Dissertation: "Expression and synthetic activation of [FeFe]-hydrogenases in cyanobacteria"
- Location: Zoom Polhemsalen (It will be possible to follow the dissertation through Zoom.)
- Doctoral student: Adam Wegelius
- About the dissertation
- Organiser: Department of Chemistry - Ångström Laboratory
- Contact person: Peter Lindblad
- Phone: 018-471 2826
Adam Wegelius defends his PhD thesis entitled "Expression and synthetic activation of [FeFe]-hydrogenases in cyanobacteria".
Opponent: Prof. Matthew Posewitz, Department of Chemistry, Colorado School of Mines, USA
Supervisors: Prof. Peter Lindblad, Associate Professor Karin Stensjö, and Dr. Namita Khanna, Department of Chemistry - Ångström, Molecular Biomimetics, Uppsala
Please note that due to restrictions, a very limited number of spectators will be able to follow the event on site. It will therefore be possible to follow the dissertation via Zoom. Contact the lecturer or tutor to access the zoom link before the event.
Photosynthetic microbes can be utilized for hydrogen production, generating a clean, carbon neutral energy carrier from abundant substrates. Cyanobacteria are photosynthetic prokaryotes with large potential for biotechnological energy applications and several strains are capable of hydrogen production. This production is catalysed by a bi-directional [NiFe]-hydrogenase, or by nitrogenase during nitrogen fixation. However, nature’s foremost hydrogen producing enzymes, the [FeFe]-hydrogenases, are not present in these organisms. Many [FeFe]-hydrogenases boast incredible catalytic activities and high bias towards proton reduction. Introduction of a suitable [FeFe]-hydrogenase in a cyanobacterial host could greatly improve the hydrogen production capacity. Unfortunately, generation and characterisation of cyanobacterial strains carrying active [FeFe]-hydrogenases is stalled by the intricate maturation process associated with these enzymes.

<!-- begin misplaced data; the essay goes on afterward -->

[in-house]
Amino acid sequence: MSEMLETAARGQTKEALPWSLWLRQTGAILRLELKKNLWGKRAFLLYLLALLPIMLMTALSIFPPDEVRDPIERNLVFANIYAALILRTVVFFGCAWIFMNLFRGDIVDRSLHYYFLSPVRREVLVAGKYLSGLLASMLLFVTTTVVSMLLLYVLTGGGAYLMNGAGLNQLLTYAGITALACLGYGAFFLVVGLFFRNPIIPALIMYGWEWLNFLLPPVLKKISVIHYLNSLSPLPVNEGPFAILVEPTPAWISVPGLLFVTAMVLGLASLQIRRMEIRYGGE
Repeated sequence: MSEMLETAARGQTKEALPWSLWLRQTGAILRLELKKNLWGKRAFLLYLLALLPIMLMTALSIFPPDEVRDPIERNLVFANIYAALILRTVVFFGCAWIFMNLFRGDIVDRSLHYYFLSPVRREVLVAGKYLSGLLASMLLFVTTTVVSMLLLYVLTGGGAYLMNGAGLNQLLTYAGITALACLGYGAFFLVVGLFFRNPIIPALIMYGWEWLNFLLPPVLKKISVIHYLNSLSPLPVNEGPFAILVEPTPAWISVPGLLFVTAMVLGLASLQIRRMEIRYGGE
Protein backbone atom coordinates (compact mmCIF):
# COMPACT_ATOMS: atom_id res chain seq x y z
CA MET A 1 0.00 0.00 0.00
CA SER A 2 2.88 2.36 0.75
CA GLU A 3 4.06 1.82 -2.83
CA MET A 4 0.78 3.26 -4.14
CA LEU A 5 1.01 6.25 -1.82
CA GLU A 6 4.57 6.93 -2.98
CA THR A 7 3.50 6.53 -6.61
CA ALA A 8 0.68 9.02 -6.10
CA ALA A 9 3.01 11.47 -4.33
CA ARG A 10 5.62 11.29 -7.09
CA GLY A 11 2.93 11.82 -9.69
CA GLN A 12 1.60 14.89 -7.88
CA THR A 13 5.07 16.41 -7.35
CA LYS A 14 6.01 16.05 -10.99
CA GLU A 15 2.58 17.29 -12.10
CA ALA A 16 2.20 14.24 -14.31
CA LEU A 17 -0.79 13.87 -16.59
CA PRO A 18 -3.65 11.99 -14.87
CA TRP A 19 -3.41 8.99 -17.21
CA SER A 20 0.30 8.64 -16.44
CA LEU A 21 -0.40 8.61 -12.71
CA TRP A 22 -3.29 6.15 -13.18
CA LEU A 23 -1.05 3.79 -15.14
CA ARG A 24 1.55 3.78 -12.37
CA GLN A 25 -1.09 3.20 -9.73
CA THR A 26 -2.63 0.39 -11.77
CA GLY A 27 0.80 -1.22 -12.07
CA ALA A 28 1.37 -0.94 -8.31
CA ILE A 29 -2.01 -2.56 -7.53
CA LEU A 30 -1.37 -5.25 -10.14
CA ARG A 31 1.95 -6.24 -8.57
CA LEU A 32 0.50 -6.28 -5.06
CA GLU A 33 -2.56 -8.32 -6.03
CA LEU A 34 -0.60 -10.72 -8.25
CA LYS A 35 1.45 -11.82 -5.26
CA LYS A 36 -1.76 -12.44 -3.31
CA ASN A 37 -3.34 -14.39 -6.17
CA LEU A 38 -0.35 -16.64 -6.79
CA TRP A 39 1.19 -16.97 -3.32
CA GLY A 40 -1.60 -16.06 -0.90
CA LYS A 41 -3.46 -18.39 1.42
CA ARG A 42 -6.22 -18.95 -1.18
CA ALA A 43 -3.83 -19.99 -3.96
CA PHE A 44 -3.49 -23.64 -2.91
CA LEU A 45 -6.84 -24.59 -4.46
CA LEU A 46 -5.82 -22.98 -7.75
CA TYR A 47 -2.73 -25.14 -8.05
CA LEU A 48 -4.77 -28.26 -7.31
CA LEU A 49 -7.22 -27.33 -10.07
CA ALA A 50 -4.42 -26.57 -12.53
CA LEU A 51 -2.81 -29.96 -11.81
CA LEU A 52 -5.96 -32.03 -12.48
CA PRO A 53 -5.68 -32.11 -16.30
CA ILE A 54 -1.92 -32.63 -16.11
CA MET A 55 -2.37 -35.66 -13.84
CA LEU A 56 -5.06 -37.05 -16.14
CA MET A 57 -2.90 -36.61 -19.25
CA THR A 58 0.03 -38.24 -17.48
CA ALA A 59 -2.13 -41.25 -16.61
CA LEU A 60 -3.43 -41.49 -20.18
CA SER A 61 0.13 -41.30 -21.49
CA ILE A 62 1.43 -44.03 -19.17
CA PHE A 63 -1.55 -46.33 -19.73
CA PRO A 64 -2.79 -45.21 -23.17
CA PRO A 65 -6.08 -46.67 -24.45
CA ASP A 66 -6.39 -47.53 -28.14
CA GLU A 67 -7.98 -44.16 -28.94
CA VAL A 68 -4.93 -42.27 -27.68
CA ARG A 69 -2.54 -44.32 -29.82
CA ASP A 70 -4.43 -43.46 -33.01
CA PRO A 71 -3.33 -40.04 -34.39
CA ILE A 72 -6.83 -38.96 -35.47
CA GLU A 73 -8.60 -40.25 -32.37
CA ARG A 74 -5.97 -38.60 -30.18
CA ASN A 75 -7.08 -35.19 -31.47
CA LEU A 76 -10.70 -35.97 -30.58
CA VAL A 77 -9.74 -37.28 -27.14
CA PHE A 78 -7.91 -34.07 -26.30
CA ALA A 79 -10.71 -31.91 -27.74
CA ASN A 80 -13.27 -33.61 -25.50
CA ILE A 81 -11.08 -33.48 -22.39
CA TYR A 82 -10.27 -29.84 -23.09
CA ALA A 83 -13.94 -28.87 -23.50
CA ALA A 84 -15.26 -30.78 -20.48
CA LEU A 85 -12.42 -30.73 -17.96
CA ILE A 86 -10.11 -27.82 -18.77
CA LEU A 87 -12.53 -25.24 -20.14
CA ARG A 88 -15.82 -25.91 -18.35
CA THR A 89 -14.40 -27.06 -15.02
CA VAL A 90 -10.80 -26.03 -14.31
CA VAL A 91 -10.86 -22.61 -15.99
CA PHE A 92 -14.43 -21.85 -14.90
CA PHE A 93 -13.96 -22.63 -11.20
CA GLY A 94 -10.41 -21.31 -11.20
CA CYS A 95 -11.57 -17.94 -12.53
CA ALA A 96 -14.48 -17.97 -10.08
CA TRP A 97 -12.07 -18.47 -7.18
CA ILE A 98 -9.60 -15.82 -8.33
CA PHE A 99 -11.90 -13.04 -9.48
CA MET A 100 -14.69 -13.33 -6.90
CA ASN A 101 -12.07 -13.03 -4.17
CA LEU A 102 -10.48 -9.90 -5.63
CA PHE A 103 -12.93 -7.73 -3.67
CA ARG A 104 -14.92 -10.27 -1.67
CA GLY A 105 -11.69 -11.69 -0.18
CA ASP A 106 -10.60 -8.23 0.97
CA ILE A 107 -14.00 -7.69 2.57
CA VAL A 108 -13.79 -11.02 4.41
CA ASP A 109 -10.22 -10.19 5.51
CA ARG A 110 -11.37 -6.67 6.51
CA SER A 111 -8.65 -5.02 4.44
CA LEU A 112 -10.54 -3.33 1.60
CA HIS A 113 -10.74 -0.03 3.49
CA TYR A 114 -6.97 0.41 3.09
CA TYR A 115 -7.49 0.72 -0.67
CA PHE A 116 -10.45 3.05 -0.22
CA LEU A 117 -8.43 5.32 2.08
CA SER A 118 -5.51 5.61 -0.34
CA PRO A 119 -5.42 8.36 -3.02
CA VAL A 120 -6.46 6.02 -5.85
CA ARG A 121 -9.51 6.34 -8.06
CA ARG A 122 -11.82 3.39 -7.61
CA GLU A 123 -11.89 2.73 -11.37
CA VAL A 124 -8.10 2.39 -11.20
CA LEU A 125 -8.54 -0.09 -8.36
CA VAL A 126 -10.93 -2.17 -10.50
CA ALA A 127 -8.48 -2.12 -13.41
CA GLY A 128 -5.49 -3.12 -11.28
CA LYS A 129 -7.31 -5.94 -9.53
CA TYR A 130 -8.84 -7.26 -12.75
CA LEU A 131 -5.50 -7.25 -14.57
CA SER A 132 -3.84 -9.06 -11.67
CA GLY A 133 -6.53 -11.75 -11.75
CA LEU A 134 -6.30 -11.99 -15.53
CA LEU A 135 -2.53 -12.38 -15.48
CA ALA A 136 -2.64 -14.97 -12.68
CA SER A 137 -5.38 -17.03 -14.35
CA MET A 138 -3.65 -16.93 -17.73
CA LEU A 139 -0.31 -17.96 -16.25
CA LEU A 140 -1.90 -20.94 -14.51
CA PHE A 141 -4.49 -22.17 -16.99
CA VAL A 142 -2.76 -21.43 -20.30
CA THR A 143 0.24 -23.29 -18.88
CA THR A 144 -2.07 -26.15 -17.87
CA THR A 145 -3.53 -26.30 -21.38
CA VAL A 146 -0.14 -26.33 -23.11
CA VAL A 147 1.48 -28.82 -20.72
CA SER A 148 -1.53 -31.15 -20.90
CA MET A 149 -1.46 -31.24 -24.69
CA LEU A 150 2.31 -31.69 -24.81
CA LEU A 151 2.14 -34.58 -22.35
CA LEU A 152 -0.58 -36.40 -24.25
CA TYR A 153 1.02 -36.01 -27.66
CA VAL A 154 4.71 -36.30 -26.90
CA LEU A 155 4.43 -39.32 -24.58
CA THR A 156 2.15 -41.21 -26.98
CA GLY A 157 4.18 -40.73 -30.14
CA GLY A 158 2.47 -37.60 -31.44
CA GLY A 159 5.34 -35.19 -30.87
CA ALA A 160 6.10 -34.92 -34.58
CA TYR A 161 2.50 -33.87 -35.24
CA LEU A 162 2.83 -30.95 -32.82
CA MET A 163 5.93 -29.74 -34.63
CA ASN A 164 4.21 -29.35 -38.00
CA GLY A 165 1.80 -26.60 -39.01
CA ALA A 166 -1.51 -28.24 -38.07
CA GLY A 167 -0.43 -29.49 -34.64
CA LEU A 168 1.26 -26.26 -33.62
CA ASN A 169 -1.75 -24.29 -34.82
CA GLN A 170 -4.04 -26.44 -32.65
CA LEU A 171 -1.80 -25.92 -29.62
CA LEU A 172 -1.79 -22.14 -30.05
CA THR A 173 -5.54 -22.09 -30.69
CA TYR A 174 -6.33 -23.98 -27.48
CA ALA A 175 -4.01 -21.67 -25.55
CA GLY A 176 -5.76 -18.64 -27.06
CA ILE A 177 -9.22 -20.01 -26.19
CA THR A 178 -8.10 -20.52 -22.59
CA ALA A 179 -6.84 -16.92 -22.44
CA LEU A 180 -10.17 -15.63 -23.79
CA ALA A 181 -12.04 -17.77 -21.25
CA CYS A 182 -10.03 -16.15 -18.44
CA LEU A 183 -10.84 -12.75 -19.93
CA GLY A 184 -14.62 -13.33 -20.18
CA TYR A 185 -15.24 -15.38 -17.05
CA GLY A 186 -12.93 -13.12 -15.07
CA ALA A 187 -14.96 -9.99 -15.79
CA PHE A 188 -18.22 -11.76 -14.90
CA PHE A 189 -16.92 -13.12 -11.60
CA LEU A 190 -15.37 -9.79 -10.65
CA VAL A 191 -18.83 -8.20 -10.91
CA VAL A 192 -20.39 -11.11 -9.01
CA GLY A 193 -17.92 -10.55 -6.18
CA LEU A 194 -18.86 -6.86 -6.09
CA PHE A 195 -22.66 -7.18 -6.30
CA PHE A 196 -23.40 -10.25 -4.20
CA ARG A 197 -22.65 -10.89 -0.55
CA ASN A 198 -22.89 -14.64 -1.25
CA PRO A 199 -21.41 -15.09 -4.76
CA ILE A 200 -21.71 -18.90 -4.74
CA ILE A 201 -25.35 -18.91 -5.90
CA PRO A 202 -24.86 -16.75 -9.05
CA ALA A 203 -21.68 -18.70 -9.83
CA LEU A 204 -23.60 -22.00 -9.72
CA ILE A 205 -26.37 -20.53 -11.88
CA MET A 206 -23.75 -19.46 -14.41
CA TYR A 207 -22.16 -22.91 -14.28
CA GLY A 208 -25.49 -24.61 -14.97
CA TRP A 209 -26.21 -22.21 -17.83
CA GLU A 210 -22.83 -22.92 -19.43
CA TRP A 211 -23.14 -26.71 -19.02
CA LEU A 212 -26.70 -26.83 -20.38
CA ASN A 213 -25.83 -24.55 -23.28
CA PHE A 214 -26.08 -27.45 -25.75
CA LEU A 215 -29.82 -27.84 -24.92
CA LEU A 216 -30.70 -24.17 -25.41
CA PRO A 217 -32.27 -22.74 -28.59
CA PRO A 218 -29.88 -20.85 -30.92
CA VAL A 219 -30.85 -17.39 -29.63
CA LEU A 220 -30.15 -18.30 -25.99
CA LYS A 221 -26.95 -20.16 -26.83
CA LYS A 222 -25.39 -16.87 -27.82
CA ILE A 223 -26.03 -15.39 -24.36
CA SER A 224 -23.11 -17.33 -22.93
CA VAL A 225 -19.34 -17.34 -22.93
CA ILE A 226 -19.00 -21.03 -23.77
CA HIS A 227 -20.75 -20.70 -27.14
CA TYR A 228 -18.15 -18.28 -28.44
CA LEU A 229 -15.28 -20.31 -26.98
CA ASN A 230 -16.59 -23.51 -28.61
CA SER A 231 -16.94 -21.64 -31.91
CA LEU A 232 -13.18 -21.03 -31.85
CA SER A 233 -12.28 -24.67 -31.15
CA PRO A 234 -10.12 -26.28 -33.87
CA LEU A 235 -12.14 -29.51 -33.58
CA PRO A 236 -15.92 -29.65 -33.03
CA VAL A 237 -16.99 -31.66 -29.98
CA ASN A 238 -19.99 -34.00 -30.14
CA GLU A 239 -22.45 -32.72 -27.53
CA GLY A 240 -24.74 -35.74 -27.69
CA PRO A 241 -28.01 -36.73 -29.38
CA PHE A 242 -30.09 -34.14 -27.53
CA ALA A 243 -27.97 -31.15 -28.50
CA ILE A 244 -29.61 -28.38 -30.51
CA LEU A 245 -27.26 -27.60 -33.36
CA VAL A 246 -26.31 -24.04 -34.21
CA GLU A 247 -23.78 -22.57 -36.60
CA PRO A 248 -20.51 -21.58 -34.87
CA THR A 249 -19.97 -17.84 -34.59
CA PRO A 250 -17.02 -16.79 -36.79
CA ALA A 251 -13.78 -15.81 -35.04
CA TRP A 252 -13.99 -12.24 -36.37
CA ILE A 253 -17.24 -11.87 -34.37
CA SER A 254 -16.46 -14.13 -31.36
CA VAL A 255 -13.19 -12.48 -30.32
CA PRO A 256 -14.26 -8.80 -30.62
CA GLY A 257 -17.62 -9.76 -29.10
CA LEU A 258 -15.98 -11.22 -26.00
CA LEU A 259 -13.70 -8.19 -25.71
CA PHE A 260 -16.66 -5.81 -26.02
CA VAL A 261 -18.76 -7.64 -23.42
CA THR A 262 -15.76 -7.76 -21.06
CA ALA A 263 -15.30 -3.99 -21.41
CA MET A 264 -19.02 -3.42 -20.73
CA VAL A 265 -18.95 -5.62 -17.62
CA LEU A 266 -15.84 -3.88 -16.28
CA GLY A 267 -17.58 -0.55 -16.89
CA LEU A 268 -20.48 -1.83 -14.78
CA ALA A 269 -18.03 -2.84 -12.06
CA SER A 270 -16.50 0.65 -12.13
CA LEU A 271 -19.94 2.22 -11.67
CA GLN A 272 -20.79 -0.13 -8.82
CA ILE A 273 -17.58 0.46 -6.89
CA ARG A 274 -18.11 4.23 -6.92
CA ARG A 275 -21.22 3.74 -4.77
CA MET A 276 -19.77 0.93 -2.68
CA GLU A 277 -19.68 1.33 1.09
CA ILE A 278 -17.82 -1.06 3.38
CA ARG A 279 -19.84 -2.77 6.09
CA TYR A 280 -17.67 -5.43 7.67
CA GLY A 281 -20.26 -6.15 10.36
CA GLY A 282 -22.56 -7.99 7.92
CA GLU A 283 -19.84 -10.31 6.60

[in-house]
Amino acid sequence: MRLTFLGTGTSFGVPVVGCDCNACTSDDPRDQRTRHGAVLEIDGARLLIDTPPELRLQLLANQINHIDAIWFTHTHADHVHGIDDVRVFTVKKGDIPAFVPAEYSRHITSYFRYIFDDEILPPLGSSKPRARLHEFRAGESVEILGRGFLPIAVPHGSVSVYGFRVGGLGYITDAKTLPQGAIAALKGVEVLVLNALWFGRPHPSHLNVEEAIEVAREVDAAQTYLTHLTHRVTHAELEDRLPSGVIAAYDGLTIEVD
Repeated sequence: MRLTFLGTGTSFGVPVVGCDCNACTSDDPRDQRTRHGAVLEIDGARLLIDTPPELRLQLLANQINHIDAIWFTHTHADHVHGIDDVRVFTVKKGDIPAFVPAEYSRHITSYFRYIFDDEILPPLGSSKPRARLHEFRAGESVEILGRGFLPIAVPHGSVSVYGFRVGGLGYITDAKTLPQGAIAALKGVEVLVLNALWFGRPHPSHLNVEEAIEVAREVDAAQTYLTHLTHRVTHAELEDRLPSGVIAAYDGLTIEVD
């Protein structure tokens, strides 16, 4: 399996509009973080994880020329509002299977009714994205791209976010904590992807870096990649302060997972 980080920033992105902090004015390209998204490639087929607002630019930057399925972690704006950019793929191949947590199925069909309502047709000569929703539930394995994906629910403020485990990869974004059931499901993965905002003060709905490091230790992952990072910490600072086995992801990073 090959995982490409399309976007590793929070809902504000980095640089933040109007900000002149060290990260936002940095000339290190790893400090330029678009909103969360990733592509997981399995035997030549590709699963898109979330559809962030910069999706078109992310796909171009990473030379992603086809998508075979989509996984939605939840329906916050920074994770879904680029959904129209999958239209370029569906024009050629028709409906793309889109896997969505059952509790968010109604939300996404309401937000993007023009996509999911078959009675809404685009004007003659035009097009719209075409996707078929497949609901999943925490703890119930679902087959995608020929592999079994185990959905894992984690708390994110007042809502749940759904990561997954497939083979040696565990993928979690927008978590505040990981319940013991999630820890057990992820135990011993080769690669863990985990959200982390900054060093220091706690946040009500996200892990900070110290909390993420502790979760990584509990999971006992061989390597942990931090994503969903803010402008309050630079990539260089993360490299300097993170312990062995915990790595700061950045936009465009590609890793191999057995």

In this thesis, I investigate heterologous expression and artificial maturation of [FeFe]-hydrogenases in cyanobacteria. Genetic tools to reliably express [FeFe]-hydrogenases were developed and tested in the unicellular cyanobacterium Synechocystis PCC 6083, and in heterocysts of the filamentous cyanobacterium Nostoc punctiforme ATCC 29133. Following heterologous expression, functional, semisynthetic [FeFe]-hydrognases operating in vivo in cyanobacterial cells were generated by synthetic activation. The procedure proved successful in both the unicellular and filamentous strain, and for [FeFe]-hydrogenases from different groups and subclasses. The semisynthetic enzymes proved capable of hydrogen production under different environmental conditions and links to the metabolism of the host cell. Hydrogen production capacity proved long-lived and was retained for several days. In Nostoc punctiforme, synthetic activation was confirmed to generate active [FeFe]-hydrogenase in both vegetative cells and heterocyst.
The results presented in this thesis demonstrate a novel way to explore in vivo hydrogen production from heterologous [FeFe]-hydrogenases in cyanobacteria. In the search for suitable candidates for H2 production systems, synthetic activation may be used to investigate a wide range of [FeFe]-hydrogenases, strains and cultivation conditions, circumventing the need of elaborate maturation machinery optimisation.